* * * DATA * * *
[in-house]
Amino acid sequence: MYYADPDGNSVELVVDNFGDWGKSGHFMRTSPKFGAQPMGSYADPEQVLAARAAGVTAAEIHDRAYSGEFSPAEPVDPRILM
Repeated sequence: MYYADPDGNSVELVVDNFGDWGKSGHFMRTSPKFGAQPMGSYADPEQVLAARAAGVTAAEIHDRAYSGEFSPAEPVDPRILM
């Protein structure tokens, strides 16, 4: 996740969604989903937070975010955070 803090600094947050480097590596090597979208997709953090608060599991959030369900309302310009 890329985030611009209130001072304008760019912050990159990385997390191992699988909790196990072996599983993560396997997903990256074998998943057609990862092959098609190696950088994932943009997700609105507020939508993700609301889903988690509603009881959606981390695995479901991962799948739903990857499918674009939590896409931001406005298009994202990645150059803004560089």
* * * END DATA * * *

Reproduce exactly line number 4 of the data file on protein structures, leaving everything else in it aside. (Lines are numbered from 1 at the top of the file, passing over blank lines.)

């Protein structure tokens, strides 16, 4: 996740969604989903937070975010955070 803090600094947050480097590596090597979208997709953090608060599991959030369900309302310009 890329985030611009209130001072304008760019912050990159990385997390191992699988909790196990072996599983993560396997997903990256074998998943057609990862092959098609190696950088994932943009997700609105507020939508993700609301889903988690509603009881959606981390695995479901991962799948739903990857499918674009939590896409931001406005298009994202990645150059803004560089």